Wellesley College has identity in its mission statement — to provide an excellent education for women who will make a difference in the world.
But what does an all-female college do when a student’s gender identity changes?
Meanwhile, do cultural houses or other distinct cultural spaces on campuses work for the many identities one student can have?
New Havener Rena Cheskis-Gold organized a panel on Tuesday to tackle these questions with representatives from colleges across the Northeast. The occasion was the final day of the Society for College and University Planning conference at New Haven’s Omni Hotel.
Cheskis-Gold is the founder of Demographic Perspectives, which provides custom student climate surveys for colleges and universities.
“Think back to gorgeous, beautiful Yale that was originally built for white, upper-class men. That doesn’t reflect our values now,” Cheskis-Gold said.
“Every student needs to feel a sense of belonging, in part because it makes you a better human being and in part because one of the jobs of a university is to prepare students for a global workforce.”
Cheskis-Gold explained that accessibility to college changed dramatically after World War II. Particularly in the last 20 years, the definition of what a college student looks like and needs has exploded. Colleges and universities have often scrambled to catch up.
Wellesley College Director of Planning Michelle Maheu called into the panel to describe her school’s attempt to grapple with student gender identities. (She is pictured above onscreen; Cheskis-Gold is at the lectern.)
Maheu said that 0.6 percent of the U.S. population identifies as transgender. Nonbinary people, who identify as neither male nor female, are a subset of that population.
At Wellesley, that number is much, much higher. Maheu said that 7 percent of students identify as nonbinary alone.
The Massachusetts-based college has decided adapt its mission by saying that students must identify as female when they apply to Wellesley, but their gender identities may fluctuate at college.
To better serve Wellesley’s trans population, the college has created a new gender, equity and inclusion-focused space within a student services building. The college has also moved therapy into the same building. This helps to meet both trans students’ high demand for mental health services and the increasing rates of loneliness among young people across demographics, Maheu said.
Maheu said that the college has not resolved all of the questions presented by trans students. She said it has been tricky to find trained mental health professionals who are trans or nonbinary themselves. The college is still resolving whether to make multi-stall bathrooms non-gender, because some female students have not been comfortable with that change.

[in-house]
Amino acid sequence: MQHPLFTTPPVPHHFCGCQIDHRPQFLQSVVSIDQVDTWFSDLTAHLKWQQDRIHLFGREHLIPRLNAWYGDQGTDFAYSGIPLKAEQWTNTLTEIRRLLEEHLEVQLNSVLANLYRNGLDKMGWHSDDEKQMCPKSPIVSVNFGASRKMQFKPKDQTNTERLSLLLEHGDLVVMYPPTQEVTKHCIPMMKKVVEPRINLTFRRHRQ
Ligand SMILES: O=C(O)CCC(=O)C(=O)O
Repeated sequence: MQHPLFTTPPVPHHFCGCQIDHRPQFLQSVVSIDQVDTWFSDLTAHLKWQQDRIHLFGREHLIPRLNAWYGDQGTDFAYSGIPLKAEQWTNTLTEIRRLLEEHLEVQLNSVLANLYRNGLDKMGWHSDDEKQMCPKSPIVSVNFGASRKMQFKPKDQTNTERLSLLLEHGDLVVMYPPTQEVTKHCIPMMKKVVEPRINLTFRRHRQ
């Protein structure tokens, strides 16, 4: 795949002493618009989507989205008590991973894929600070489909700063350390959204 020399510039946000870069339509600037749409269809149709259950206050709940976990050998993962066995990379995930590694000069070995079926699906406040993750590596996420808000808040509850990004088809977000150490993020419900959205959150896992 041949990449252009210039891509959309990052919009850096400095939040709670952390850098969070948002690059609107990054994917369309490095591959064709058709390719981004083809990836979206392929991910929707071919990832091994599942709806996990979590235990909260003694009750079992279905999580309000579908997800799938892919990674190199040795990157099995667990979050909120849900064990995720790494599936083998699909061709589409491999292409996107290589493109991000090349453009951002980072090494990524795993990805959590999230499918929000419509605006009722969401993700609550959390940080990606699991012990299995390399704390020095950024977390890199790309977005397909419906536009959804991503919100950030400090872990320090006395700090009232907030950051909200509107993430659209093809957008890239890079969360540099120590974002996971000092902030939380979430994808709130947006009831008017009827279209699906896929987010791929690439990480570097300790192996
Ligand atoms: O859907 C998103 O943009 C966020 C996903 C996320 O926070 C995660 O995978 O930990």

Connecticut College Dean of Equity and Inclusion John McKnight said that many colleges have cultural centers created in the late 1960s for African-American students.
“Those are great. They need to remain in place,” he said.
The trouble is that the various cultural centers are often on the edge of campus and far from one another, McKnight said.
At Connecticut College, McKnight said, the cultural center was originally located across a highway from the rest of campus. It is now closer in but not quite right for student needs.
McKnight described one student who was LGBTQ and Latinx and religious and did not feel wholly comfortable in any of those designated spaces.
Connecticut College is now creating a cultural commons in the first floor of a residential hall. The idea is to locate spaces for gender, racial and religious exploration near one another while offering students some privacy. The college is about to put the request for proposals out to hire a builder.
“There is a challenge between wanting to be centrally located and be safe and protected. Students do not want to be in a fishbowl and watched by everyone else,” McKnight said.
McKnight said this feeling of safety can be particularly important when a student first arrives on campus. Eventually, the college hopes students will explore and feel comfortable outside of those spaces.
“We may think: Why are these kids always focused on identity? It’s kind of like a chicken and egg. Are they projecting into the world how they want to be seen or are they responding to how they are being seen?” McKnight said.
Apart from McKnight and Maheu, the panelists were Carolina Cudemus of the University of Massachusetts at Amherst and Leslie Meyerhoff of Cornell University.
Cudemus offered insights on planning for diversity with dining, especially for students who cannot afford food or who have eating disorders. Meyerhoff described Cornell’s process of consolidating its programs to better respond to what first generation students – students whose families have not been to college –- need.
It was the last formal event in the three-day conference. Remaining attendees were encouraged to tour Yale’s Science Hill or walk through the Yale British Art Gallery on their own.
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